Unemployment - The gravest economic challenge facing India
- There are three driving forces to build a progressive, prosperous and plural nation: Work, Welfare and Wealth.
- None of the three is less or more important than the other two.
Context changes; not the philosophy
- In the last 30 years, we have seen dramatically different economic contexts in 1991 (near default), 1997 (globalization), 2002-03 (drought), 2005-08 (global upswing), 2008 (international financial crisis), 2012-13 (taper tantrum), 2016-17 (demonetization, drought) and 2020-22 (pandemic, recession).
- Each context will require a different and nuanced response, especially while presenting the Budget, but the basic philosophy of promoting work, welfare and wealth ought not to change.
Significance of work
- In the modern era, work is an integral part of life. In a developing economy, an important indicator is the number of persons aged 15 years and above who constitute the workforce.
- In the workforce, the LFPR (Labour Force Participation Rate) is the proportion of the population that is presently employed or seeking employment.
- In India the current numbers are workforce: 94 crore, LFPR: 37.5 per cent, equal to 52 crore.
- The gravest economic challenge facing India — a young nation where the median age is 28.43 years — is unemployment.
- In the last seven years, unemployment has increased.
- The pandemic and the lockdown brought in their wake more unemployment. 60 lakh MSMEs were closed down.
- Millions lost their jobs, that included salaried jobs and non-regular jobs.
- The self-employed (e.g. tailor, electrician, plumber) lost work.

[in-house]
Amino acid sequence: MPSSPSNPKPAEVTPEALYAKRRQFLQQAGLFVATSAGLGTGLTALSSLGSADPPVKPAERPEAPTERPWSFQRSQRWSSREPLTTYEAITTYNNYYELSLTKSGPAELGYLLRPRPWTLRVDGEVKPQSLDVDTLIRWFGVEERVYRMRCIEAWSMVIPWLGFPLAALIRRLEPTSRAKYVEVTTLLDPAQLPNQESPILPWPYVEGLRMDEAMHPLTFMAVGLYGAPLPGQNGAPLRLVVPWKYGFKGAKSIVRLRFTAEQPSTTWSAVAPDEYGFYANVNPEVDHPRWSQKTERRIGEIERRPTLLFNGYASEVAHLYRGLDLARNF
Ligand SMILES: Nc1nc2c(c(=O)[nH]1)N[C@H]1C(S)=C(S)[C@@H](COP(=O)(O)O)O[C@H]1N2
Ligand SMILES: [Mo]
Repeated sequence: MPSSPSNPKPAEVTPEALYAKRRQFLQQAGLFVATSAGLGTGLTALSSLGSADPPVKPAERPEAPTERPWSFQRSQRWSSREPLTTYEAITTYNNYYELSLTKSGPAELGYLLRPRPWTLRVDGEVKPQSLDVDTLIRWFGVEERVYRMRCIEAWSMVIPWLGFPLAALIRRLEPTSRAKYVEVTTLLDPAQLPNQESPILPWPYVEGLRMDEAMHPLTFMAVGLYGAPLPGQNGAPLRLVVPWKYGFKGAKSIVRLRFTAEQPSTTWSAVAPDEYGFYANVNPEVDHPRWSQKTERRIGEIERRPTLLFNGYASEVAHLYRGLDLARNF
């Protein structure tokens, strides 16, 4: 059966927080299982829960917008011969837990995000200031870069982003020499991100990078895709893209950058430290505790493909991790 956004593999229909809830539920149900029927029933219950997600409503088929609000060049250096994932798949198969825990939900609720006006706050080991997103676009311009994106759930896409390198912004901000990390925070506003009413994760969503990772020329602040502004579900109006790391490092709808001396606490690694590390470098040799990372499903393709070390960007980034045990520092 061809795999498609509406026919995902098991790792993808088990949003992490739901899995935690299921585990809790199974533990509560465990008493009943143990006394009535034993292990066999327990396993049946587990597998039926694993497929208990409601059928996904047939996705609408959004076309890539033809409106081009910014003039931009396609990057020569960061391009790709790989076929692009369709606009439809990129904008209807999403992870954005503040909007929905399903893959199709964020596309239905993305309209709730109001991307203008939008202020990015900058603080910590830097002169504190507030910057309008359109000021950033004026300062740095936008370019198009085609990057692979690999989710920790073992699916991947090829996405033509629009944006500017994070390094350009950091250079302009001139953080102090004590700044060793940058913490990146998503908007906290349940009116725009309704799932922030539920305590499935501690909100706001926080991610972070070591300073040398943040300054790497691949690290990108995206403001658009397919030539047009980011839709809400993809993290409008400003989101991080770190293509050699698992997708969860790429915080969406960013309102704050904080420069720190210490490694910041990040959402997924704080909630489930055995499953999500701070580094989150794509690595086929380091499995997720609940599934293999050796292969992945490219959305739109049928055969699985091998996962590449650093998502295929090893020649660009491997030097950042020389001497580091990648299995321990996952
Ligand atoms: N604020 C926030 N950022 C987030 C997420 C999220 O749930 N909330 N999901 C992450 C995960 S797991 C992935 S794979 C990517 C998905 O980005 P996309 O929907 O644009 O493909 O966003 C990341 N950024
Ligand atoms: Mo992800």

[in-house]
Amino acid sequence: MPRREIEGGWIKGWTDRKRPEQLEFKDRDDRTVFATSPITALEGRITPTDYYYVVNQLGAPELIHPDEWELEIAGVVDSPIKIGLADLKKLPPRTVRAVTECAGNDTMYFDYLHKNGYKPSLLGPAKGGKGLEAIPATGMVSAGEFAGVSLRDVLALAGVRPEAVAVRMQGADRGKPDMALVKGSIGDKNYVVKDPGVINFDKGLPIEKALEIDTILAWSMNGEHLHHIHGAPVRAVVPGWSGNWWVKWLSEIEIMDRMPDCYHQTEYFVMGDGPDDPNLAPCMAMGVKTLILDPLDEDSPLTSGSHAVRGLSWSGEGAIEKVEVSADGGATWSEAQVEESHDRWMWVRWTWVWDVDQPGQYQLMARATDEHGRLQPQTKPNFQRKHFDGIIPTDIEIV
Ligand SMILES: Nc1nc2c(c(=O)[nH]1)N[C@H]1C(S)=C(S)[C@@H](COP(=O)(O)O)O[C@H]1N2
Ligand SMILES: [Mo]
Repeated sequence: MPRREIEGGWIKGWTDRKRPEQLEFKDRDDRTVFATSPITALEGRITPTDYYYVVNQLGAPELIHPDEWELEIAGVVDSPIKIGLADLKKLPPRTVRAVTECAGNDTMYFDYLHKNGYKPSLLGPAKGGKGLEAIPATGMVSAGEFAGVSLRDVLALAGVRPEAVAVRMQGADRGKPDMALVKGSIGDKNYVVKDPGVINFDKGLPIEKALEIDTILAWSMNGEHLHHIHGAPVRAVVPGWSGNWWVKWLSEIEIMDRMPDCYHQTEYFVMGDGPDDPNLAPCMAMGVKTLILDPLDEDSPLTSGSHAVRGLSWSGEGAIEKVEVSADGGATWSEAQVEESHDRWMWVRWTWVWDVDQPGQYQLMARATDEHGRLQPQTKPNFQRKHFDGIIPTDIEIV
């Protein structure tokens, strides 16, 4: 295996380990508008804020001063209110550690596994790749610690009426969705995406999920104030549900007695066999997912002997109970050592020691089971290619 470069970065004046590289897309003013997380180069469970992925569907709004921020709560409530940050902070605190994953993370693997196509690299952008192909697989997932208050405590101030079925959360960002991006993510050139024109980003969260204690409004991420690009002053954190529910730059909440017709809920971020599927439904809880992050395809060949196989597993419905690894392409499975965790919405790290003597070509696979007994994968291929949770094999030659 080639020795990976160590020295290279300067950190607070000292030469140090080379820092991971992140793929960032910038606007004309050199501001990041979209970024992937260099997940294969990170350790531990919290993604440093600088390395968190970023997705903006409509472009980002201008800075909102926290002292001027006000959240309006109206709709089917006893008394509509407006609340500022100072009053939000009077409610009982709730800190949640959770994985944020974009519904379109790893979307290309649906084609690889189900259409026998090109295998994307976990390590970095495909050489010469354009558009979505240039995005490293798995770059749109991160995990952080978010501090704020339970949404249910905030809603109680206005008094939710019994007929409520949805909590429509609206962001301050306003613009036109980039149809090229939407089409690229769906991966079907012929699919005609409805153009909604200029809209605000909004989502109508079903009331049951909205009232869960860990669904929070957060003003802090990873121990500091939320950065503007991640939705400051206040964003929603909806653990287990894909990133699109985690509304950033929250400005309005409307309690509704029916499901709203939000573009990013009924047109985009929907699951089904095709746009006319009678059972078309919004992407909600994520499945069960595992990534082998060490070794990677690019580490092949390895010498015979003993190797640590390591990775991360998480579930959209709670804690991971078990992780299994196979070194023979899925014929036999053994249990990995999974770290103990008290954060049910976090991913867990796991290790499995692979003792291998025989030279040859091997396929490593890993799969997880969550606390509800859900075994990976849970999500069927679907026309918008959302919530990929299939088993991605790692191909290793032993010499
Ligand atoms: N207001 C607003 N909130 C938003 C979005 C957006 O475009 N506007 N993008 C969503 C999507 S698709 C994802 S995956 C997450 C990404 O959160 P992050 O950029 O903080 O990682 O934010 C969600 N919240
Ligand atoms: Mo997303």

- Many of those jobs have not come back.
- The current unemployment rates are Urban: 8 per cent, Rural: 6 per cent.
- Besides, those who returned to work faced wage cuts.
- In the last two years, 84 per cent of households have suffered a loss of income.
- In this background, the Budget has promised that 60 lakh jobs will be created in the next five years.
- As against the 12 lakh new jobs a year, the number of persons who enter the workforce every year is 47.5 lakh as per Labour Bureau.
Significance of welfare
- Welfare is a wide concept that includes many aspects such as livelihood, job, food, healthcare, education, social security, rest & recreation, etc.
- Welfare measures are intended to address these challenges.
- For example, MGNREGA is intended to address the challenge of livelihood, National Food Security Act to address the challenge of food, free public health facilities and health insurance to address the challenge of healthcare, Right to Education Act to address the challenge of education and so on.
- The total subsidy bill has been cut by a humongous 27 per cent.
- The Budget’s messages are as follows:
- No cash transfers or free rations to the very poor;
- No increase in social security pensions;
- No interventions to combat malnutrition, stunting and wasting;
- No intervention to overcome the huge ‘learning loss’ among school children in the last two years;
- No tax relief to the middle class; and
- No GST relief to consumers.
Significance of wealth
- Wealth is the source of new capital and, consequently, new investment.
- Rising incomes, after taxes, will result in accumulation of wealth.
- Both income and wealth are triggers for investment, risk-taking, innovation, R&D, charity and other uses.
- What is wrong however is the accumulation of wealth that widens inequalities in society.
- India, according to some studies, is one of the most unequal countries in the world.
- A Budget that is constructed on capital-intensive investment, advanced science and technology, digitization and sophisticated ecosystems to the exclusion of capital, technology and labour that are required to sustain the lives and livelihoods of millions of poor people is a mockery of the poor.
- If more resources are needed to help the poor, the correct approach will be to tap the wealth of the rich and use the resources for programmes and interventions to help the poor.